We read a lot of articles to winnow down each business day’s SmartBrief on Leadership newsletter. That means hard choices, and sometimes intriguing, excellent content is left out.
Here is some of what I’ve been reading lately that might not seem directly applicable to most business leaders but may offer outside-the-box lessons. At the least, they’re good reads. Also, don’t forget to sign up for SmartBrief on Leadership.
“Inside America’s Great Romance With Norman Rockwell,” Smithsonian magazine, 10/2013: Looking at the personal life of Norman Rockwell and how unlikely it once seemed that he would be one of America’s most beloved artists. A great read for anyone tempted to make premature historical conclusions.
“Inside the fall of BlackBerry: How the smartphone inventor failed to adapt,” The (Toronto) Globe and Mail, 9/28: A lot to absorb in this long, long article, but here’s the thesis: “An investigation by The Globe and Mail, which included interviews with two dozen past and present company insiders, exposes a series of deep rifts at the executive and boardroom levels.”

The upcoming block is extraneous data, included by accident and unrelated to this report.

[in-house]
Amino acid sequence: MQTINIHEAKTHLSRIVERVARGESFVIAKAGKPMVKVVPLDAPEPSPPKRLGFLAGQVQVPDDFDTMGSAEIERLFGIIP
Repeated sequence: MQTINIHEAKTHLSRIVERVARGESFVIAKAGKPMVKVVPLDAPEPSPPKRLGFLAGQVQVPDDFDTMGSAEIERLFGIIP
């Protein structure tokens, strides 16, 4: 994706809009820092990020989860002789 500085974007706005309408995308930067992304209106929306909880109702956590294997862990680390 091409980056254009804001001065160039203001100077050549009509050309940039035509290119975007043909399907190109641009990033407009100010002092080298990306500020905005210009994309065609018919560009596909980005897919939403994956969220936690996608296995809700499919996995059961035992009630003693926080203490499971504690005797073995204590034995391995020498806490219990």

“When and how to say goodbye to some of the original team,” Founder’s Mentality blog, 9/12: You’ve founded a company and it’s growing by leaps and bounds. You wouldn’t have gotten there without early colleagues who did whatever you needed. But sometimes, that growth makes those people the wrong ones for moving forward. “Figuring out the fate of the ‘mission accomplished’ team is often one of the most difficult issues a founder must face,” James Allen writes.
“Mariano Rivera’s Epic, Legacy-Building Failure,” The Atlantic, 9/29: OK, two weeks in a row with Mariano Rivera links. But this is the last one, and a lesson on rebounding from failure. There’s no greater failure than blowing Game 7 of the World Series, and yet 12 years later, it’s but a footnote instead of a career-destroyer.
“Ackman strikes deal with Air Products to replace CEO,” New York Post, 9/26: Unlike Mariano Rivera, most of us don’t get to decide when it’s time to retire. And in a few cases, like if you’re the CEO of Procter & Gamble and now Air Products, activist investor Bill Ackman decides for you.